Google activating 300,000 Android devices per day, for free

Posted:
in iPhone edited January 2014
Google's vice president of engineering Andy Rubin sent out his second tweet, this time announcing the company is now activating 300,000 Android phones each day. That's unlikely to have passed Apple's current activation rate for iOS devices, and Google is making no direct revenues from the widespread distribution of its software.



"There are over 300,000 Android phones activated each day," Rubin tweeted from his little used Twitter account. The tweet appeared to be a response to reports that Android activations were plateauing.



In August, Google reported activations of 200,000 Android devices per day, while just days ago, the company reported a weekly activation number of 1.5 million, or just over 214,000 activations per day. If the company is actually activating 300,000 devices per day, it should have reported a weekly figure of 2.1 million.



If Rubin's latest figure is the correct number, it indicates that Android's 50 percent growth has continued at nearly the same pace as this summer, when it added a whopping 60 percent more activations across a single month.



Rubin's new figure is higher than the 270,000 iOS device daily average Apple's chief executive Steve Jobs provided back in October, a point at which the company was only hitting 300,000 daily activations on occasional peak sales days.



Google almost certainly still behind Apple's iOS activations figure



However, given the growth in activations Apple reported between the beginning of September at its iPod Event, and mid October during the company's quarterly earnings conference call, a rise of 40,000 new activations per day on average across just a month and a half, it seems likely that Apple has continued to experience growth of its own in the past two months. If the holidays haven't boosted Apple's sales rate at all, it should now be activating at least 310,000 iOS devices per day, with peak days likely exceeding at least 340,000 activations.



Android may still catch up and surpass Apple's iOS activations at some point next year, unless the iPhone's debut on Verizon Wireless results in a rapid burst of new sales at Android's expense. Verizon has been activating a large number of Android phones in "buy one, get one" deals intended to push its subscribers toward more lucrative data contracts.



The primary difference between Apple's activations and Google's is that Apple earns billions of dollars per quarter on those device activations as it inhales the largest chunk of hardware profits of the mobile phone industry, the vast majority of the profits in media players with the iPod, and nearly all profits related to the tablet market with the iPad, while Google is giving away its software just to gain market share it hopes to use to sell advertising space.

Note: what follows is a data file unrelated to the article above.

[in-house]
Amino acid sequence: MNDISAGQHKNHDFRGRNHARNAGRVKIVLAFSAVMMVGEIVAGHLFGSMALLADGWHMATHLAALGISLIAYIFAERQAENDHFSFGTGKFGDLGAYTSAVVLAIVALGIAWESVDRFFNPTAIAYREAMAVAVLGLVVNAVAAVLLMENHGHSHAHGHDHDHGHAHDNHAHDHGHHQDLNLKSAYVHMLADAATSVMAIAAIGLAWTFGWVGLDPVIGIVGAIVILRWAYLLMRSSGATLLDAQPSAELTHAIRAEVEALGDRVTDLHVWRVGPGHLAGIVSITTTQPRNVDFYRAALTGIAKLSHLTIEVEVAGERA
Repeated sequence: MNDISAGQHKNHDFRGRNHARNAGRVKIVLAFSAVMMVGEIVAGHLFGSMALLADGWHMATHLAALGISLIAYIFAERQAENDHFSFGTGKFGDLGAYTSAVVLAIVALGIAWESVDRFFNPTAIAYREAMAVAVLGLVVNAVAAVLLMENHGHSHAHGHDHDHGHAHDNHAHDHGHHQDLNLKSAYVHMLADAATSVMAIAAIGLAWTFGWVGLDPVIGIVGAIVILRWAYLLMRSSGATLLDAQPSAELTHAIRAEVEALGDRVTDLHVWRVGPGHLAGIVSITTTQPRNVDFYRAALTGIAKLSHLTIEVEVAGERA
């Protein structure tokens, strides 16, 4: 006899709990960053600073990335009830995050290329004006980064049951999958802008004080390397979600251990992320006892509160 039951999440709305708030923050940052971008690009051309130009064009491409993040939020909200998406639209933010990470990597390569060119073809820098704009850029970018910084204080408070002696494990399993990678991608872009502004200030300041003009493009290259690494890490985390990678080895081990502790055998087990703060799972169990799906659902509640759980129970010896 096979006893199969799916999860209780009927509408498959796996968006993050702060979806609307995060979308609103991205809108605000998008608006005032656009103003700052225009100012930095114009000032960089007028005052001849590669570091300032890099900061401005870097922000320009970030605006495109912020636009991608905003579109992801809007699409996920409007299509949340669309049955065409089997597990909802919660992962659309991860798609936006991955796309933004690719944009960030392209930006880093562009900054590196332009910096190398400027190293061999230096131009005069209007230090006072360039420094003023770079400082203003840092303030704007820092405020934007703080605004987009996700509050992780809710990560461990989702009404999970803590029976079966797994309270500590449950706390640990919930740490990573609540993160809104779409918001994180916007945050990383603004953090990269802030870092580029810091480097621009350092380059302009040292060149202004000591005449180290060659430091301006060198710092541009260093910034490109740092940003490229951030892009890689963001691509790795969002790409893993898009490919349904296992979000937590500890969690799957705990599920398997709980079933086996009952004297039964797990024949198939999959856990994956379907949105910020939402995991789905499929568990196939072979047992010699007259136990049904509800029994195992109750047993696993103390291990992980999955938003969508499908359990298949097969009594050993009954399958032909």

If Google could charge a $10 licensing fee per Android device, it could be earning $3 million per day, or over a $1 billion per year in software revenues at the current pace of activations. Of course, charging anything for licensing would make Android that much less attractive compared to Nokia's Symbian or Microsoft's Windows Phone 7, both of which have conceded severe cuts in their licensing fees just to get phone makers to use their software.



Google does earn revenues from mobile ads on Android, but it recently reported that it projected just $1 billion in total mobile revenue from ads across all mobile platforms. Apple also earns advertising revenues from its own iAd program, which is restricted to iOS devices. Both have been assigned identical 21 percent shares of the mobile ad market.







A little light tweeting



Rubin's only other public tweet was a geeky retort to Steve Jobs' October comments, when the chief executive of Apple complained that "Google loves to characterize Android as open and iPhone as closed. We see this disingenuous and clouding the difference."



Rubin replied via Twitter, "the definition of open: 'mkdir android ; cd android ; repo init -u git://android.git.kernel.org/platform/manifest.git ; repo sync ; make." That's the command to create a new directory, download the Android source code, and then compile it into usable software.



Rubin's tweet didn't really answer the issue Jobs raised however, which was that "unlike Windows, where PCs have the same interface, Android is very fragmented. HTC and Motorola install proprietary user interfaces to differentiate themselves. The user left to figure it out."